The bottom layer can be a transparent conductive layer. A thin capping layer can be on top of and at least covering the transparent conductive layer in part. The next layer deposited is the first semiconductor layer, which can serve as a window layer and can be thinner based on the use of a transparent conductive layer and the capping layer. The next layer deposited is the second semiconductor layer, which serves as the absorber layer. Other layers can be deposited or otherwise placed on the substrate throughout the manufacturing process as needed.

Referring to FIG. 1, a cross section of the layers of a photovoltaic cell 20 has substrate 210 upon which are deposited the multiple layers used in the photovoltaic cell. The first layer deposited on the substrate is a thin film of a transparent conductive layer 220. This layer 220 can be a transparent conductive oxide, such as a metallic oxide like tin oxide, which can be doped with, for example, fluorine. Layer 230 can be deposited between the front contact and the first semiconductor layer 240, and can have a resistivity sufficiently high to reduce the effects of pinholes in the first semiconductor layer 240. Pinholes in the first semiconductor layer 240 can result in shunt formation between the second semiconductor layer 250 and the first contact resulting in a drain on the local field surrounding the pinhole. A small increase in the resistance of this pathway can dramatically reduce the area affected by the shunt.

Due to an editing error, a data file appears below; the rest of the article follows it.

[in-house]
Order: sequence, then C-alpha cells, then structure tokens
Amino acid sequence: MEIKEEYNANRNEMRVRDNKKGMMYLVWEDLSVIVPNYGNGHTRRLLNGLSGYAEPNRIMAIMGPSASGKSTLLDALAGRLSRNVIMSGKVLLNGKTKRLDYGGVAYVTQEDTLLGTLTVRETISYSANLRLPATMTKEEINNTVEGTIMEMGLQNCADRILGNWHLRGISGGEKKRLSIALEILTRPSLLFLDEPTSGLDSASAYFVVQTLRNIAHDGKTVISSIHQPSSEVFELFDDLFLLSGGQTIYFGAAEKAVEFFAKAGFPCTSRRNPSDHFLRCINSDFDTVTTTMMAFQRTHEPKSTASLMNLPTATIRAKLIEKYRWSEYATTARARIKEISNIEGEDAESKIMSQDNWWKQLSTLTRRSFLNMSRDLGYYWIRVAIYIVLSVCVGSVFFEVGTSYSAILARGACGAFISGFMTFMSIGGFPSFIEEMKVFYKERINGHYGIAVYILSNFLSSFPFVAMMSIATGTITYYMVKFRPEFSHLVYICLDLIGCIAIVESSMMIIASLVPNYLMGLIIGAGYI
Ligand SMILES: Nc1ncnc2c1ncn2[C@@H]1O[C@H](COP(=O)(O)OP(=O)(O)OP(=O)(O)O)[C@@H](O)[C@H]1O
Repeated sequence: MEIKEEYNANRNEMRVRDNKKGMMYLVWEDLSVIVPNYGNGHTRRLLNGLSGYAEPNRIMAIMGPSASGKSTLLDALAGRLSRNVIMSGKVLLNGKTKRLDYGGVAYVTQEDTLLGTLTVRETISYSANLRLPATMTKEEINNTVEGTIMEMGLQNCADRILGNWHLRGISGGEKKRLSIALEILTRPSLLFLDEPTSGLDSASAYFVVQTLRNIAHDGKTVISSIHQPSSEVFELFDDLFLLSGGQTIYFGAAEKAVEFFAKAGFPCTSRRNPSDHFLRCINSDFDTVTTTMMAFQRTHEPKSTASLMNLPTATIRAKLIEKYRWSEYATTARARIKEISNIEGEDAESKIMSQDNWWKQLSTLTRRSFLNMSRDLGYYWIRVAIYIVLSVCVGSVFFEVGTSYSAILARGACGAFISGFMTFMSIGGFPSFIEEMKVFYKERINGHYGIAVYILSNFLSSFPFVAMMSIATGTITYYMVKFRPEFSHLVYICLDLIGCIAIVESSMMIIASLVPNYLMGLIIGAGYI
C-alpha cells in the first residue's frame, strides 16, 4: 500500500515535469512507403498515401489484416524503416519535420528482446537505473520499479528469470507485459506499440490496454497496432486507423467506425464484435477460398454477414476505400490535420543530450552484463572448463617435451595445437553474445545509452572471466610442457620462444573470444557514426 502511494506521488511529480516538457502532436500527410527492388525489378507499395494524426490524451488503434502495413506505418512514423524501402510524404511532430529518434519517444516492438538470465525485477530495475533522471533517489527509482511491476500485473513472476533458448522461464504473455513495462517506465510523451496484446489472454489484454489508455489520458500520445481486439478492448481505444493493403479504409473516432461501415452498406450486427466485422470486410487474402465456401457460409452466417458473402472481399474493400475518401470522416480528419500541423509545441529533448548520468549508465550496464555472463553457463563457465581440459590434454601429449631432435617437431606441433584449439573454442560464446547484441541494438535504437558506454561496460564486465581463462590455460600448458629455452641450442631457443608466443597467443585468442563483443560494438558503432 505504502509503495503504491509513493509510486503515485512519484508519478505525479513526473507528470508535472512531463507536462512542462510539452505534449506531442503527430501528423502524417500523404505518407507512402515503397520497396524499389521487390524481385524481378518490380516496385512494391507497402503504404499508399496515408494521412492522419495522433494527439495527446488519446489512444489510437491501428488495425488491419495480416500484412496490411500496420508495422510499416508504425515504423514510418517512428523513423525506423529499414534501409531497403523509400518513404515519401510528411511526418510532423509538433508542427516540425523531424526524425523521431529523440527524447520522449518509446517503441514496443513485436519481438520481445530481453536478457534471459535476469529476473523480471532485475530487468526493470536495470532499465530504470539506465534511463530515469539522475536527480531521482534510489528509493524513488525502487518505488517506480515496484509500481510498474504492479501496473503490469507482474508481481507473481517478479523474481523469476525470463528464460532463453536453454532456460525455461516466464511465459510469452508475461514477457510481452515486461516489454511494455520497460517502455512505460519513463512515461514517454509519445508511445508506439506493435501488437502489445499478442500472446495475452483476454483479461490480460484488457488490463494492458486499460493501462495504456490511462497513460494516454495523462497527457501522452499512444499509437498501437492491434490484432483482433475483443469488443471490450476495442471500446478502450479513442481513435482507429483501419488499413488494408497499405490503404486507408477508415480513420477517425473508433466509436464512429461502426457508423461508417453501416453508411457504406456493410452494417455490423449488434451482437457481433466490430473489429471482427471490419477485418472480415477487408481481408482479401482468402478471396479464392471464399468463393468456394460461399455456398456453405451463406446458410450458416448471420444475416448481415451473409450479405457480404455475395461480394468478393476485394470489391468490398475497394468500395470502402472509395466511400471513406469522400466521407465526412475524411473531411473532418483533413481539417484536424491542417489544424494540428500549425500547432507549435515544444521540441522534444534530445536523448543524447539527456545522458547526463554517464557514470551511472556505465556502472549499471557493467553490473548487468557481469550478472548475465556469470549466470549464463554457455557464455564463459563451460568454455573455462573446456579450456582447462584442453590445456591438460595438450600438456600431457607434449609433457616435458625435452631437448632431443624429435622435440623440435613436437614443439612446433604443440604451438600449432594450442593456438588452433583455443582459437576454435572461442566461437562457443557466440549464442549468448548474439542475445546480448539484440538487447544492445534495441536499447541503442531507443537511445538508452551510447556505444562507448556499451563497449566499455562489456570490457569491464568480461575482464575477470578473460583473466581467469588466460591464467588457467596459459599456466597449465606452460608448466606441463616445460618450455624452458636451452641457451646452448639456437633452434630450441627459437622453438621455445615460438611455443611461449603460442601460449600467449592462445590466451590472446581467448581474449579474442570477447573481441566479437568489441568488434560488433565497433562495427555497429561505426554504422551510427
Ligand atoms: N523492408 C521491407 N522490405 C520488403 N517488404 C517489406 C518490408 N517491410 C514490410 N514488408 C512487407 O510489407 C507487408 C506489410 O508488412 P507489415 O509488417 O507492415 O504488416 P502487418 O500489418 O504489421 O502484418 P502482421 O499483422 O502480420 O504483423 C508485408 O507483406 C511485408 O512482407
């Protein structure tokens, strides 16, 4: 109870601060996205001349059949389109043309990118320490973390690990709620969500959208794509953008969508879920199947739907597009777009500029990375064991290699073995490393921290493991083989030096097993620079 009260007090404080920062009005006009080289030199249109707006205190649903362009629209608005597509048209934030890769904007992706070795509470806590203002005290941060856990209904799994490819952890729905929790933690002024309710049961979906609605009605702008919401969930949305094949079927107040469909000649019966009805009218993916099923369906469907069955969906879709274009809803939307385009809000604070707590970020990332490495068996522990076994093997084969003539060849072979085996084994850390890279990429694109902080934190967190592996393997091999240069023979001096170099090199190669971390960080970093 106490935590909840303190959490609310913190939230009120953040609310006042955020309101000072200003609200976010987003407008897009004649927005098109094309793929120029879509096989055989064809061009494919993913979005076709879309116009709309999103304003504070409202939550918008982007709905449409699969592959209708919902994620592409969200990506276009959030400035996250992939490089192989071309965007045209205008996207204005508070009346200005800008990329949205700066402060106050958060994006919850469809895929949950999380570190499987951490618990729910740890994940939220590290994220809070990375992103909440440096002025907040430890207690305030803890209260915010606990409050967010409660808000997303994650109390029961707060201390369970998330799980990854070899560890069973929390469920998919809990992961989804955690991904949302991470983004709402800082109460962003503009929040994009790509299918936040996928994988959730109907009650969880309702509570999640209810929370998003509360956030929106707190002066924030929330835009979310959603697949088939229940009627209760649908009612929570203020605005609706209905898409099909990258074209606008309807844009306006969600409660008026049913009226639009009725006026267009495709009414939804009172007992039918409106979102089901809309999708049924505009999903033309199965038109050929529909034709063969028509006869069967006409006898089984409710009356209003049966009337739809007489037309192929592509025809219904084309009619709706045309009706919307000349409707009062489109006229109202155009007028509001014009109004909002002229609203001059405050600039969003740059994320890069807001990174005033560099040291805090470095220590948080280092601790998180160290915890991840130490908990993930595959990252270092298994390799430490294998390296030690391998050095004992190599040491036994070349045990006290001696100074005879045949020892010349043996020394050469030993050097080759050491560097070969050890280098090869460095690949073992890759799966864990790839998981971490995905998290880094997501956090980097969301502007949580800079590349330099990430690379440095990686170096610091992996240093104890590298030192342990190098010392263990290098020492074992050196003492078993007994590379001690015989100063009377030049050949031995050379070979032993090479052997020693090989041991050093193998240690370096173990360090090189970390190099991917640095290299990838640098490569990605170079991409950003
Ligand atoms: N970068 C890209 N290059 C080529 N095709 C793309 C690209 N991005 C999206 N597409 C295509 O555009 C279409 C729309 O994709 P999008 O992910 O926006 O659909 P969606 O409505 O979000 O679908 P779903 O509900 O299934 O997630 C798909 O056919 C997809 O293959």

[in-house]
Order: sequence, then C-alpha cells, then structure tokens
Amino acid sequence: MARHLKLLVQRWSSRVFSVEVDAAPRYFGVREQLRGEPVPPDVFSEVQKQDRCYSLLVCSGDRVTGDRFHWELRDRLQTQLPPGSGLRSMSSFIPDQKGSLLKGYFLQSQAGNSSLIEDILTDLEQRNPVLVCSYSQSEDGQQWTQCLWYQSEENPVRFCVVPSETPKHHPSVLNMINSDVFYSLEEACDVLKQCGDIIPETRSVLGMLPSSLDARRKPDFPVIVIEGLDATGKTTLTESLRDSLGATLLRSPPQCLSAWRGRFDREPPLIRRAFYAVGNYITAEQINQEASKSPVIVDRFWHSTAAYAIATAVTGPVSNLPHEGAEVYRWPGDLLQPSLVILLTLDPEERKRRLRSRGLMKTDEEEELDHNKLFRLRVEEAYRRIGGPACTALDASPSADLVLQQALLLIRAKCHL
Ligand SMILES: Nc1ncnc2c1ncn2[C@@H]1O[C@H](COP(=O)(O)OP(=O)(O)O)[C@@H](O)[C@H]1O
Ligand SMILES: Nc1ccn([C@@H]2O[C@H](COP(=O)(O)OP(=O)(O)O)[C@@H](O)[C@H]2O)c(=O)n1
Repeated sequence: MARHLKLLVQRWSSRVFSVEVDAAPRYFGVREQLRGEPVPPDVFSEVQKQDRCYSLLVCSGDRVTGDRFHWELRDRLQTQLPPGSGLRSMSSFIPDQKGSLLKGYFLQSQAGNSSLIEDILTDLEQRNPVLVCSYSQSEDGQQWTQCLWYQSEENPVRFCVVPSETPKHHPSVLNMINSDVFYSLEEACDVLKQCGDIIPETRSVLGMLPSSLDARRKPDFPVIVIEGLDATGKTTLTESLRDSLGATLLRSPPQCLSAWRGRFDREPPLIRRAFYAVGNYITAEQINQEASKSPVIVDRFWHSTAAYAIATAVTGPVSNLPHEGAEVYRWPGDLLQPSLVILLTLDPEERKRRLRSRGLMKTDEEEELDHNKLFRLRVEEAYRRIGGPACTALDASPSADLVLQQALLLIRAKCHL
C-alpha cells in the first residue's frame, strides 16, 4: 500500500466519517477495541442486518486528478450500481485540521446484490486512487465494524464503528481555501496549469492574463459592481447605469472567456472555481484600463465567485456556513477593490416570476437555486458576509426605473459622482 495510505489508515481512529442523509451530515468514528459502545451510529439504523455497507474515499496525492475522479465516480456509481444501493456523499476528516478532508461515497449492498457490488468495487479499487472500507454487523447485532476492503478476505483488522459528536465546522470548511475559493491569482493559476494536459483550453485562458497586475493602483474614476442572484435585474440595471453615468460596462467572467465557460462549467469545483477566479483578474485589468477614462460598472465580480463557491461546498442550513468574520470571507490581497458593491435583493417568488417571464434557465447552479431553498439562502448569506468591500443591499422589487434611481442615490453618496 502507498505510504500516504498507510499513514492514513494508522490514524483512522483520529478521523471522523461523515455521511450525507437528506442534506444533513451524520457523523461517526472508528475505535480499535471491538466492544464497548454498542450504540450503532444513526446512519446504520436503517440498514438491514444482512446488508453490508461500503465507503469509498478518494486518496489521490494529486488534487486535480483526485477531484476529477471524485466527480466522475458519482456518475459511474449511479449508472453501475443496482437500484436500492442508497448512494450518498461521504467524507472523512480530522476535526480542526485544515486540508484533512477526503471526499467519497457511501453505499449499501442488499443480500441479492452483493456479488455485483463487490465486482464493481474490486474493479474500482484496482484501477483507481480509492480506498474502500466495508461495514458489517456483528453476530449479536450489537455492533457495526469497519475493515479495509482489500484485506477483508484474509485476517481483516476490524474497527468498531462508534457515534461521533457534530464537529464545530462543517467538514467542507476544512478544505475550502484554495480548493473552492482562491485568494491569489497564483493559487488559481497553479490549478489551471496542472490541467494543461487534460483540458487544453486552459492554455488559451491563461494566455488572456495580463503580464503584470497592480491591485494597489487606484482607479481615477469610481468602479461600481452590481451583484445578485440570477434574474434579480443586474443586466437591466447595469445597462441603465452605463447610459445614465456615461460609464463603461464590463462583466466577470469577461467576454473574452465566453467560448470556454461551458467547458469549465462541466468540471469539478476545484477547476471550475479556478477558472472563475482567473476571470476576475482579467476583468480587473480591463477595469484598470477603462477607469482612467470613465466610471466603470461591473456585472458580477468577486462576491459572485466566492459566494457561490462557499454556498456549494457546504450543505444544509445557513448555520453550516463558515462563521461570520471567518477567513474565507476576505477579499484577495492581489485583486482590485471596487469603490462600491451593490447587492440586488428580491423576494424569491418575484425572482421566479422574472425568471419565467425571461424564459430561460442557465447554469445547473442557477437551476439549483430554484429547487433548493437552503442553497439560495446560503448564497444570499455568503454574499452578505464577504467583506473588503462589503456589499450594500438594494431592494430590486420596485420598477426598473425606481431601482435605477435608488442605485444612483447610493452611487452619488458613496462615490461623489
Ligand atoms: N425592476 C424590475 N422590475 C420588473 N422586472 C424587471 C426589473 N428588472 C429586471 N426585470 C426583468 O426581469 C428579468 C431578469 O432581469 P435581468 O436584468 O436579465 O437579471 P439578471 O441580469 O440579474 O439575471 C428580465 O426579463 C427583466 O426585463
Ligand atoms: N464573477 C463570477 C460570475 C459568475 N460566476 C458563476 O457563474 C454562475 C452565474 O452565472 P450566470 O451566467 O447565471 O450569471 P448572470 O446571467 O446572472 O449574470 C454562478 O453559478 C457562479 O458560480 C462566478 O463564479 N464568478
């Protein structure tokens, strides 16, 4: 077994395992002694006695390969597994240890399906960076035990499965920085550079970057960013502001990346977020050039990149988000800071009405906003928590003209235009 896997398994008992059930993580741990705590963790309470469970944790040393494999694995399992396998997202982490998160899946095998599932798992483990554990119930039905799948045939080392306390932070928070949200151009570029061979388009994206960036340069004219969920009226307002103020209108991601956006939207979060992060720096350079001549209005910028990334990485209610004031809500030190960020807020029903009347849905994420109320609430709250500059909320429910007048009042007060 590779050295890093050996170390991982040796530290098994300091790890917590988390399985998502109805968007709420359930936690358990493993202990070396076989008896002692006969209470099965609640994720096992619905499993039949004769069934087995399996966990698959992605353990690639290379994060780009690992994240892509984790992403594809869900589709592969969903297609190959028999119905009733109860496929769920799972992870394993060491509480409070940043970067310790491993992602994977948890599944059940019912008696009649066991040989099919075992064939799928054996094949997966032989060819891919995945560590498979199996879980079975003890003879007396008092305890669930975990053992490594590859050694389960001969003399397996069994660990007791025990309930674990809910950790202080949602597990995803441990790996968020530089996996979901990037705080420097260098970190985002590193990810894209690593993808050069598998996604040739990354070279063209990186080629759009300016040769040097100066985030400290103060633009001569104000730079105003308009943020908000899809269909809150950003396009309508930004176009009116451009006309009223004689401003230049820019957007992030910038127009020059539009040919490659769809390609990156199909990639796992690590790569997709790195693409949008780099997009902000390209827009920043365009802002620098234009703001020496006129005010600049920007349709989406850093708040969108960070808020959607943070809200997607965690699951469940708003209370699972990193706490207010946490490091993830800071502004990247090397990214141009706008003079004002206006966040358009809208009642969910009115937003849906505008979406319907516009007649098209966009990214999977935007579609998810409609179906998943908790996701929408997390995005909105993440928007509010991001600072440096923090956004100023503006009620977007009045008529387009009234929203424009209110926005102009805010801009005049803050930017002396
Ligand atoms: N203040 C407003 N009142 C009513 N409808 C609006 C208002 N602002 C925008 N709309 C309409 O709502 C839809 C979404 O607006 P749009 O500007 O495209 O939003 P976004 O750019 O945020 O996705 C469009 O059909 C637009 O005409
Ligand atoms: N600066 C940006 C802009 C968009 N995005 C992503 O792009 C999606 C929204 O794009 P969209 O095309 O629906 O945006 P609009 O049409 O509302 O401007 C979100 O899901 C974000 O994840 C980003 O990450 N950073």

A capping layer 230 can be provided to supply this increase in resistance. The capping layer 230 can be a very thin layer of a material with high chemical stability. The capping layer 230 can have higher transparency than a comparable thickness of semiconductor material having the same thickness. Examples of materials that are suitable for use as a capping layer include silicon dioxide, dialuminum trioxide, titanium dioxide, diboron trioxide and other similar entities. Capping layer 230 can also serve to isolate the transparent conductive layer 220 electrically and chemically from the first semiconductor layer 240 preventing reactions that occur at high temperature that can negatively impact performance and stability. The capping layer 230 can also provide a conductive surface that can be more suitable for accepting deposition of the first semiconductor layer 240. For example, the capping layer 230 can provide a surface with decreased surface roughness. When using a transparent conductive layer 220 and a capping layer 230, the first semiconductor layer 240 can be thinner than in the absence of the capping layer. For example, the first semiconductor layer 240 can have a thickness of greater than about 10 nm and less than about 500 nm. For example, the first semiconductor layer can have a thickness greater than 20 nm, greater than 50 nm, greater than 100 nm, or greater than 200 nm and less than 400 nm, less than 300 nm, less than 250 nm, or less than 150 nm.